“Neo-classical” is a term more commonly used in fine art and architecture than heavy metal, but this is one of the epithets ascribed to head-banging troupe Symphony X, which plays Jiantan Overseas Youth Activity Center (劍潭海外青年活動中心) this Sunday night.
“I don’t even know how I’d categorize ourselves, I just like to say that we’re a metal band,” says founding member and lead guitarist Michael Romeo. “Every album is always a little different. Early on maybe there was more of the neo-classical thing … a couple of albums went a little more progressive, with a little bit of influence from some of those ’70s bands like Rush and Kansas ... We’ll use any kind of other influence we can just to make the music interesting.”
Taking the interview by telephone from his hotel room in Hong Kong, Romeo sounds relaxed.
“The audiences have been great, everything’s been really good,” he says of this, the New Jersey ensemble’s latest visit to Asia, where they initially had more success in generating a fan base than back home in the US.
“When we first started the band together in the mid ’90s metal really wasn’t popular in the States anymore ... Around town a lot of the metal clubs were going away, there really wasn’t a scene,” says Romeo, of a period some metal-heads refer to as the “evil grunge era.” “The more technical guitar stuff, I think they still appreciated everywhere else except the States.”
And technicality is very much what Symphony X is about. Though making for a rather portly big-haired crew that wouldn’t look out of place in a Spinal Tap sequel, the band’s musical prowess is nothing to be sniggered at. It is, however, Romeo’s simply boggling fret-board mastery that is the preeminent attraction. Widely respected as one of the most virtuosic soloists or “shredders” in the business, the lead guitarist gives an insight into the dedication required to develop his astonishing musical dexterity.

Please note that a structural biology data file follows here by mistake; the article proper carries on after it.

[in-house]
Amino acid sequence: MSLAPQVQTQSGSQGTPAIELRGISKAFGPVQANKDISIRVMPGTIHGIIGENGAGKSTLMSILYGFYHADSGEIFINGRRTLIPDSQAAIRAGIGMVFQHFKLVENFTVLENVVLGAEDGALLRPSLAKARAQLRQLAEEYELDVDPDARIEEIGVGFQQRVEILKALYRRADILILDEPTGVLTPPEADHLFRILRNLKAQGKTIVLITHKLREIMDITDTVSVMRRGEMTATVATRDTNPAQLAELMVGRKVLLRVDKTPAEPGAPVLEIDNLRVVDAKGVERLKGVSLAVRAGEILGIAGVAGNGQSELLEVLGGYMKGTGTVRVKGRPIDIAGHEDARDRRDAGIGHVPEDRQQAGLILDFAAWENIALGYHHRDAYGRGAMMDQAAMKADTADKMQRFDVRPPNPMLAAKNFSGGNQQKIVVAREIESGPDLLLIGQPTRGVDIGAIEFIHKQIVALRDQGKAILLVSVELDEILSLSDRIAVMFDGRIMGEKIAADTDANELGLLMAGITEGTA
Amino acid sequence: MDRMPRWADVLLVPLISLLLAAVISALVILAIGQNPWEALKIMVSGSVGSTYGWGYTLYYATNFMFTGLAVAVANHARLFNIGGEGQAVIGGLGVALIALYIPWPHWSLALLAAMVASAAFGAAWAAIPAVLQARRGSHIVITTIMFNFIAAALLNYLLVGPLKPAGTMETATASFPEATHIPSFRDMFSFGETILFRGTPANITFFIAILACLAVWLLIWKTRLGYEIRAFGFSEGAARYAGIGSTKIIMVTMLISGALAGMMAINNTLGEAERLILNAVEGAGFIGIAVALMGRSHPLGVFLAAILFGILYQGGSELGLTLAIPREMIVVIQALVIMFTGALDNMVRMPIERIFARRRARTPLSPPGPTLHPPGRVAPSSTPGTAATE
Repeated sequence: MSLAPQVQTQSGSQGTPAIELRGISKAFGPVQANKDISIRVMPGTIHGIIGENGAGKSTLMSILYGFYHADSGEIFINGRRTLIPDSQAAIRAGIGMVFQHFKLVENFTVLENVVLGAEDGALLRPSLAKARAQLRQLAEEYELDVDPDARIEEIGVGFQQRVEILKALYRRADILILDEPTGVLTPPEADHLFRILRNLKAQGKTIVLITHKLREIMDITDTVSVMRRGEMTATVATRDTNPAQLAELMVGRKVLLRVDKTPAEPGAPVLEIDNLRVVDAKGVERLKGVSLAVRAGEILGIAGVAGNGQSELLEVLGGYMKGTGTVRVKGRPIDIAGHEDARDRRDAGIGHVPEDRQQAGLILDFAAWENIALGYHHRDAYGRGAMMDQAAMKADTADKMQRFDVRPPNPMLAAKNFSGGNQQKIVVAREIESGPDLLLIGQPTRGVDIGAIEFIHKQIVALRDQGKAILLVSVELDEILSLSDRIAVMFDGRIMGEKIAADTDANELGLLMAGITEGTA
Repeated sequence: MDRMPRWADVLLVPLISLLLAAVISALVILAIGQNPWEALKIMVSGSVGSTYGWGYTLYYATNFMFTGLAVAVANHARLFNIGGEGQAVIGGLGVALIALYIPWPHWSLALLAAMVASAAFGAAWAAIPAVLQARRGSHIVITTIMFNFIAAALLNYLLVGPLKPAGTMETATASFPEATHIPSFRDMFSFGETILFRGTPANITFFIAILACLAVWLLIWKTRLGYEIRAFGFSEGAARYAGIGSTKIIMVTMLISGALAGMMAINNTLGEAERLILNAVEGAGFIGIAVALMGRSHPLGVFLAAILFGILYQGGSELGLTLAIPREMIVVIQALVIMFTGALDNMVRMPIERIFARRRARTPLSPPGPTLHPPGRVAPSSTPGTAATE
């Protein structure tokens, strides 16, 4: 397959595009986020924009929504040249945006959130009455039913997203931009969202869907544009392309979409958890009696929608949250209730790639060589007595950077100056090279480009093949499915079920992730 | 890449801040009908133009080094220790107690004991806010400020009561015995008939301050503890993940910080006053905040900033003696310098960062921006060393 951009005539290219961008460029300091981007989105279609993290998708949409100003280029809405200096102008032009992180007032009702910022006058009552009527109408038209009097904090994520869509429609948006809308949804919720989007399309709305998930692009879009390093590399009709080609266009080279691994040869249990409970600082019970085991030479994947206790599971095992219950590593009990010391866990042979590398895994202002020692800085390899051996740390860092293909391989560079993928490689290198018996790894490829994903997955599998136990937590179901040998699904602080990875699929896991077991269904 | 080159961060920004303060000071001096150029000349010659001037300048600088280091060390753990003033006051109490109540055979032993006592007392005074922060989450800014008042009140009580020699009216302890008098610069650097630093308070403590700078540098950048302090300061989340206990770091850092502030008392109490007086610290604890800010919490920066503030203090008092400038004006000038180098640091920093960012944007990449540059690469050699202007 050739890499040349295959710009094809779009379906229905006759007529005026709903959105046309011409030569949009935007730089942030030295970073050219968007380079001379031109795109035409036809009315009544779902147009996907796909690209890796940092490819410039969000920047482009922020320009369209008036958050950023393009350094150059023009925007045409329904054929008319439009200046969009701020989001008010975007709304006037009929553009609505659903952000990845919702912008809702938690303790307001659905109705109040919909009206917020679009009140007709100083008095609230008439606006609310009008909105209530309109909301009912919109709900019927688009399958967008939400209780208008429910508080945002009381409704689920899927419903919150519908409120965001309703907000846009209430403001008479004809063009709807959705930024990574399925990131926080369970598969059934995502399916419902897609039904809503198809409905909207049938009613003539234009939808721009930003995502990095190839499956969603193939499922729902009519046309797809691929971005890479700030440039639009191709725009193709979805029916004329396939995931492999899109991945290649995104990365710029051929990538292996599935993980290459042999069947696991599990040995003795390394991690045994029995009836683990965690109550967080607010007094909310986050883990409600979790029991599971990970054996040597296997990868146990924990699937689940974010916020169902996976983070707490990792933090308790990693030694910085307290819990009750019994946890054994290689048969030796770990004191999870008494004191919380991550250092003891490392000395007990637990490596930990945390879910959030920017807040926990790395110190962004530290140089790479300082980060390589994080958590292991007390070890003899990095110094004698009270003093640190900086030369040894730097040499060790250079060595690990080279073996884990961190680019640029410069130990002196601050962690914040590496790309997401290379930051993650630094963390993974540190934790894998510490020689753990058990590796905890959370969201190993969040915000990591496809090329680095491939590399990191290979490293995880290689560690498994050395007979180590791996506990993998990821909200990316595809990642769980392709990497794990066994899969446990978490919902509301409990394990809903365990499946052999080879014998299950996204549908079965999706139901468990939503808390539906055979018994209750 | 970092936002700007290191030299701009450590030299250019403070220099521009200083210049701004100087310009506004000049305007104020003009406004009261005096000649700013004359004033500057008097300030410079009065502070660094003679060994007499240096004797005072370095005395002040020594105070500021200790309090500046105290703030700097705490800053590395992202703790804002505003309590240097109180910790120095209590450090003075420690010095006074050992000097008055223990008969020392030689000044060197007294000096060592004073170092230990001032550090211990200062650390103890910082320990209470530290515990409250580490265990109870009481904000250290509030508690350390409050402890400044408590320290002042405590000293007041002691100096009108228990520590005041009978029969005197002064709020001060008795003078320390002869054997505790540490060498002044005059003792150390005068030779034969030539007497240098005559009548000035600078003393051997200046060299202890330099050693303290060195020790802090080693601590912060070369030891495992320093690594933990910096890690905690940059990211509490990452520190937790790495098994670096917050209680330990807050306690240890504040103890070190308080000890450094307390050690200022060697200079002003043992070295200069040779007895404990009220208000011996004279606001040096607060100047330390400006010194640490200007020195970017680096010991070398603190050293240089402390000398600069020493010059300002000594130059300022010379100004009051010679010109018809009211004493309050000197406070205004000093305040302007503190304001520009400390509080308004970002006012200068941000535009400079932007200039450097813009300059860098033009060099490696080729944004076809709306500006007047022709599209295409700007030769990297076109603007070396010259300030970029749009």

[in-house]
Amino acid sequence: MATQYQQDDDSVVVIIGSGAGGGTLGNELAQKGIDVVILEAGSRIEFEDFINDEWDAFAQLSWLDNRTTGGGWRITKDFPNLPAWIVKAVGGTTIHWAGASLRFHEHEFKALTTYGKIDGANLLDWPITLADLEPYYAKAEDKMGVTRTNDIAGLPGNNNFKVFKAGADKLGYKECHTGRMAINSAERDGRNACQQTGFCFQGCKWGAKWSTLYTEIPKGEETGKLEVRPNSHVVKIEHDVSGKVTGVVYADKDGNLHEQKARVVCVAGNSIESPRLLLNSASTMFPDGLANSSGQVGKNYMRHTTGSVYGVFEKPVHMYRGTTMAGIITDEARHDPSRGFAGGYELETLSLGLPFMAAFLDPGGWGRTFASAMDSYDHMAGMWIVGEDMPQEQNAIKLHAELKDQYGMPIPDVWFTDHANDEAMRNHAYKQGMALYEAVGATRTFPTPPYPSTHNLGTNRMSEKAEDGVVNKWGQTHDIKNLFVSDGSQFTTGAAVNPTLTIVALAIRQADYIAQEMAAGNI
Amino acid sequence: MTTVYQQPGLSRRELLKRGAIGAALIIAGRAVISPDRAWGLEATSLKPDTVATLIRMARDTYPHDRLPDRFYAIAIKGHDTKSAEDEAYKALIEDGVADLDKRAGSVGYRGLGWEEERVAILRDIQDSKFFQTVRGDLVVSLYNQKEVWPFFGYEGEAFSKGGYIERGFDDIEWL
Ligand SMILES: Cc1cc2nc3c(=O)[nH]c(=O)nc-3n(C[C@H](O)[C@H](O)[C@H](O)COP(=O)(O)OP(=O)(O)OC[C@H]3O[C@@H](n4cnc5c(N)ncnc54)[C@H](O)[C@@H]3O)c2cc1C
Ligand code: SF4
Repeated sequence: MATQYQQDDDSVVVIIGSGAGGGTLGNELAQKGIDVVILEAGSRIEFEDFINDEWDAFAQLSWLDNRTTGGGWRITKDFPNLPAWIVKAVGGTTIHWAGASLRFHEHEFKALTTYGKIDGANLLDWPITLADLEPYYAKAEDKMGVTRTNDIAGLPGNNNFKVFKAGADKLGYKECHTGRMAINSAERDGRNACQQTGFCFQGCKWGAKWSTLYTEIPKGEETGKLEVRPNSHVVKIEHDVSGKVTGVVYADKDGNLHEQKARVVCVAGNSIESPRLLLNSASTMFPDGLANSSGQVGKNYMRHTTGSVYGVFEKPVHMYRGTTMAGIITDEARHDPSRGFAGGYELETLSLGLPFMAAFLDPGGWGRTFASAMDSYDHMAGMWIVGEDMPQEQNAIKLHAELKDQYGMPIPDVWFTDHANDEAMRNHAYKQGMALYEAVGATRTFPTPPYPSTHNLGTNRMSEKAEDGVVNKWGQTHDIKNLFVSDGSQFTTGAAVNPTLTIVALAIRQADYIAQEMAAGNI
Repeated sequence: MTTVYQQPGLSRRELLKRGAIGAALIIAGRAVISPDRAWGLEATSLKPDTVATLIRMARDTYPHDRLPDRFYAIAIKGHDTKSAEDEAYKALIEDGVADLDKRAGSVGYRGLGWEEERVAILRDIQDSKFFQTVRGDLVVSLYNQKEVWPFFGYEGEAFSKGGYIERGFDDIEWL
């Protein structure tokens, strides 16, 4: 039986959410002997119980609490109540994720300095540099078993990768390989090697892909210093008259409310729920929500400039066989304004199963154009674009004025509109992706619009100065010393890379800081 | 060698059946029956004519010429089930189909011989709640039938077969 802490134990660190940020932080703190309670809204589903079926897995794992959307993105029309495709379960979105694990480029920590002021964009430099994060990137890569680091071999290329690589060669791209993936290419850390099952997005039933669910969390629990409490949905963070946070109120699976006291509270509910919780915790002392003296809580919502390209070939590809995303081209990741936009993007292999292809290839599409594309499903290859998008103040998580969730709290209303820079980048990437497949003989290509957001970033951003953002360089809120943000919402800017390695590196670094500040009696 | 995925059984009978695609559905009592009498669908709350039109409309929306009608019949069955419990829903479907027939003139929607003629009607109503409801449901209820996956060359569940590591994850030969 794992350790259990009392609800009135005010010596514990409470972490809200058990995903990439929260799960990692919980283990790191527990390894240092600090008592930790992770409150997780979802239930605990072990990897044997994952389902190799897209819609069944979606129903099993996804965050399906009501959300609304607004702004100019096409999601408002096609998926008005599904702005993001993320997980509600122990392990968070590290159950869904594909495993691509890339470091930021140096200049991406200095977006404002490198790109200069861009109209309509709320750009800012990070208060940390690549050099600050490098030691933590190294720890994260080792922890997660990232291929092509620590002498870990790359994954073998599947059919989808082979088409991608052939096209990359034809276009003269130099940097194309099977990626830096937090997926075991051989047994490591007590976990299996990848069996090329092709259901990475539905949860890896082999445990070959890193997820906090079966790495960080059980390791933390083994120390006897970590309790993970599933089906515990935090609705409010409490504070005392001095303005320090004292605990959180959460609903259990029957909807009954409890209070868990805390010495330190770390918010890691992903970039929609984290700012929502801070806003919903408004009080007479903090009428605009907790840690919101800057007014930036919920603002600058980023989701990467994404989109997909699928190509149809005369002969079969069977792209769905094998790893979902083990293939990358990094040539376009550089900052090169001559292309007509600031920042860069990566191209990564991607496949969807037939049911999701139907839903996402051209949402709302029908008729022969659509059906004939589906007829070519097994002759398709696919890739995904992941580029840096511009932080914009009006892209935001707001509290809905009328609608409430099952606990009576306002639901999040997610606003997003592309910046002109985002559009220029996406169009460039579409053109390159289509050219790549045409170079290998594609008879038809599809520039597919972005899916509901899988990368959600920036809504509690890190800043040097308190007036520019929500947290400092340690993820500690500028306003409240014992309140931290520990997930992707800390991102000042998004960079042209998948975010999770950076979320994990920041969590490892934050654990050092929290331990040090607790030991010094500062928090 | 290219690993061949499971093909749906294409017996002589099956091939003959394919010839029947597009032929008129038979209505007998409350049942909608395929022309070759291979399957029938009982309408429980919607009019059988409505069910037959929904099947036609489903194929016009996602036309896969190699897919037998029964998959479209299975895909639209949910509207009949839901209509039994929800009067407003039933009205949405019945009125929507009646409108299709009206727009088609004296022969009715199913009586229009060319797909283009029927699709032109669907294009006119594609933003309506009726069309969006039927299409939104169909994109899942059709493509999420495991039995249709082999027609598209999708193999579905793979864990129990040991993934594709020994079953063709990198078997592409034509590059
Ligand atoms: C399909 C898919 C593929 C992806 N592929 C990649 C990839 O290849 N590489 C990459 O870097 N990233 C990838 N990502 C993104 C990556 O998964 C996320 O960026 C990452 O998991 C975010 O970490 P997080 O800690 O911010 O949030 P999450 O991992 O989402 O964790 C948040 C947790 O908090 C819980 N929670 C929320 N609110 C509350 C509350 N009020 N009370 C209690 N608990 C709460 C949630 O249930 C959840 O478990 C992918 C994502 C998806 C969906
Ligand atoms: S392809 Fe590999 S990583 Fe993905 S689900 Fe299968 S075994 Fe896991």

“When I was younger ... I really got into guitar playing and Randy Rhoads, Van Halen, Steve Vai and Malmsteen and some of the really great guitar players. That’s when I really practiced a lot ... I don’t practice eight hours a day [anymore], but if I feel a little rusty, I’ll go a couple of hours and then I’m back to where I was.”
Touring in the wake of their seventh and most successful studio album, Paradise Lost, set lists are dominated by new material, but revelers can expect to hear older crowd-pleasers like Sins and Shadows or Sea of Lies. “Smoke and Mirrors is another song that always goes over well,” says Romeo, who thinks guitar-music fans of different walks could enjoy themselves this Sunday should they wish to indulge.
“[T]he stuff that we do does cross over to a lot of different things. I think people that like metal would like it, I think that people who like rock would enjoy it too. You know we’re more of a rock band live … maybe [we’ll] goof around a little bit and have fun with the audience. So it’s definitely more of a rock show.”
For information about upcoming heavy metal concerts organized by Rock Empire Music Entertainment, go to www.rockempire.com.tw.
— JACK HEWSON